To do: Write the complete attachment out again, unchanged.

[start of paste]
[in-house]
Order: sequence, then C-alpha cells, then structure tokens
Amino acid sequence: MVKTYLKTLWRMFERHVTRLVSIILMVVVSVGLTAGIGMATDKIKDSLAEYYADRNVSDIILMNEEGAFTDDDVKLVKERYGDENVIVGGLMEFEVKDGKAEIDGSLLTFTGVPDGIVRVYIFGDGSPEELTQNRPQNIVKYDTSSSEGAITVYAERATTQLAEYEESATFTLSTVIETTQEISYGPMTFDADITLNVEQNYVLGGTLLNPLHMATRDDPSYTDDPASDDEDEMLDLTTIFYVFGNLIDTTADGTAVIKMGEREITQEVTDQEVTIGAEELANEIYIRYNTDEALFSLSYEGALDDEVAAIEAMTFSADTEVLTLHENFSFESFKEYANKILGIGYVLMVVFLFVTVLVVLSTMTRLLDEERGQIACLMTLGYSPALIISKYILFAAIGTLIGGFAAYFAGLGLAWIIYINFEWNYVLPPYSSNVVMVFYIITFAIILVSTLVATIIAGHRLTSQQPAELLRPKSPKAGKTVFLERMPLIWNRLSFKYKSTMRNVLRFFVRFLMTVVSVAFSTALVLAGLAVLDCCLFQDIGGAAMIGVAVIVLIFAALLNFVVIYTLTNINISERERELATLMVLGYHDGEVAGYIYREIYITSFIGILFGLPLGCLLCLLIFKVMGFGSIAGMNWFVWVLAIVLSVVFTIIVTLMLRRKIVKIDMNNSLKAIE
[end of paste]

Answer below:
[in-house]
Order: sequence, then C-alpha cells, then structure tokens
Amino acid sequence: MVKTYLKTLWRMFERHVTRLVSIILMVVVSVGLTAGIGMATDKIKDSLAEYYADRNVSDIILMNEEGAFTDDDVKLVKERYGDENVIVGGLMEFEVKDGKAEIDGSLLTFTGVPDGIVRVYIFGDGSPEELTQNRPQNIVKYDTSSSEGAITVYAERATTQLAEYEESATFTLSTVIETTQEISYGPMTFDADITLNVEQNYVLGGTLLNPLHMATRDDPSYTDDPASDDEDEMLDLTTIFYVFGNLIDTTADGTAVIKMGEREITQEVTDQEVTIGAEELANEIYIRYNTDEALFSLSYEGALDDEVAAIEAMTFSADTEVLTLHENFSFESFKEYANKILGIGYVLMVVFLFVTVLVVLSTMTRLLDEERGQIACLMTLGYSPALIISKYILFAAIGTLIGGFAAYFAGLGLAWIIYINFEWNYVLPPYSSNVVMVFYIITFAIILVSTLVATIIAGHRLTSQQPAELLRPKSPKAGKTVFLERMPLIWNRLSFKYKSTMRNVLRFFVRFLMTVVSVAFSTALVLAGLAVLDCCLFQDIGGAAMIGVAVIVLIFAALLNFVVIYTLTNINISERERELATLMVLGYHDGEVAGYIYREIYITSFIGILFGLPLGCLLCLLIFKVMGFGSIAGMNWFVWVLAIVLSVVFTIIVTLMLRRKIVKIDMNNSLKAIE